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Questions You Wish You Didn’t Ask September 15, 2012

Filed under: Uncategorized — stepheppichdaily @ 1:47 pm

I was driving home with Kameron after picking him up from school yesterday. I’ve mentioned our drives and time to talk or catch up on the way home in previous posts. Kameron isn’t much of a talker unless it’s something he wants to talk about. I’m finding this is typical of 13 year old boys in general.

It’s been a gloomy week. A week of memories from three years ago. My Dad being at home alive, and in an instant gone. Just gone. It’s still hard for me to think about. With the help of grief counseling I can talk about my Dad most of the time now without crying. Sometimes, Mr. D and I can recall something Dad said or did and we can laugh about it, but there is always a pause or a silence after the laugh. It’s still not comfortable for me. I’ve caught myself over the last couple of weeks picking up my phone a few times to call my Dad about something that I would normally call him about. Then I remind myself that he’s not going to answer, and I cry.

Saturday he will be gone for three years. I’ve had people tell me that as time passes it gets easier, that’s a lie. Just because you don’t see someone physically crying, doesn’t mean that they aren’t on the inside.

With my Dad on my mind, I wonder who else is thinking of him. I know my family is, in their own way. I’ve discovered through grief counseling that people grieve in very different ways, my family especially.

For some reason I was compelled to ask Kameron about “Pop” yesterday on our drive home. So I asked “Kam, do you ever think about Pop?” He thought about it for a second and said “not so much anymore.” I have to be honest, I was very angry. I don’t normally bring up subjects that would make Kameron uncomfortable. I thought that we had a connection with my Dad that would never go away, how could you possibly not think about Johnno?

Then I thought back to when my Dad lost his father. It was definitely a different situation. I don’t remember my grandfather even walking. I remember him in a hospital bed in the middle of the living room at my grandparents house. My grandfather never took me golfing, never took me shopping, never really paid attention to me actually. Although, I have heard stories from my older cousins of being spoiled by my grandfather, which doesn’t surprise me, he was a very kind, generous man. I wish I had better memories than a wheel chair and a hospital bed.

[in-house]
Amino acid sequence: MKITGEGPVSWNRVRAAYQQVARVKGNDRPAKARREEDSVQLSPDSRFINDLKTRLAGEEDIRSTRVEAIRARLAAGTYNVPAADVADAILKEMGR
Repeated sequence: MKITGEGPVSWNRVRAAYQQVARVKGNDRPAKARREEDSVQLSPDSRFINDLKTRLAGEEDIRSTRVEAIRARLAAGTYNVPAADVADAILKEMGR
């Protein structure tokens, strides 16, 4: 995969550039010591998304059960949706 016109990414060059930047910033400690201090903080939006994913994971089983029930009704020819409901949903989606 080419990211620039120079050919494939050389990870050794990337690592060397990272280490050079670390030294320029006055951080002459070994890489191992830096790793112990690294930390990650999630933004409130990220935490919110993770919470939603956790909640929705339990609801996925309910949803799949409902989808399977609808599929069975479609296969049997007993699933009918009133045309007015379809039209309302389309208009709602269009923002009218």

Back to Kameron and his passive answer about my dad. I don’t remember what age I was when my Dad’s father died, I’m thinking it’s pretty close to the same age that Kameron is now. I just remember being bored with the funeral arrangements and all the people that were coming to the house. People I have never met before, bringing food, plants, and cards. They were overcrowding our 650 square foot Norwaldo address and I remember being annoyed. Not being shy, I asked when all these people were going to leave. I remember as clear as day my Dad looking at me and saying “I lost my father god damnit.” I never knew how he felt, I never knew that pain. Until now.

I think of my father every day. I wish he was here for me to help me with Kameron growing up. Mr. D is a great father, I was just hoping for extra support. My Dad was everything to me. I miss him more than anyone could imagine. One thing I do know about my Dad is that he wouldn’t want me to be in pain anymore. Although, every day is a struggle without him. He would say “Damnit Baby, hasn’t this gone on long enough?”

So after I picked Kameron up from school today he asked why I had candles lit at home. I just said I thought it would be nice. He said “it’s because of Pop isn’t it?” I said “yes baby it is.”

He looked at me with his 13 year old eyes and said “I’m sorry mom.” Then he said that “we should keep the candles going  for Pop.” I said I would.

The loss is indescribable, the pain you hide from everyone else is worse. It’s a silent hell that you trap yourself in. I wish I would have been able to make things different, I couldn’t.

I miss your hugs Johnno.

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4 Responses to “Questions You Wish You Didn’t Ask”

  1. Jan Dye Says:

    No one understands until it happens to you. I know how much I think of my father he passed when I was 17. I so wanted him to walk me down the isle and see my children and see what I have become. All I can say is I think I would make him proud.

  2. debi johnson bunch Says:

    Steph..Youre amazing! No wonder youre job led you to writing. As i was reading your words felt every bit of your pain as its mine too.

    • debi johnson bunch Says:

      One because i love you and when you love someone their pain is yours. Second because i feel the same things about my father who you know has been gone eighteen years. I feel almost a bit of fate and perhaps blessing that we should reunite that i might at least redeem myself… and maybe lead you around the pit that i myself fell into. To be a friend that loves nurtures trusts confides and hopefully protects and restores and strengthens and never failing to be there when you are in need. This is what my idea of a good friend is anyways and the kind i hope to be to you. Thank you for a second chance and i pray to new beginnings. God bless and comfort you with peace and love. And when you take me for a ride in your new convertible lets drive through the park.. YOU KNOW HOW I LOVE THE PARK!! lol. from Arthur. Your friend Debi.

  3. All you can do is get up, face the day and go to bed. Get up, face the day and go to bed.


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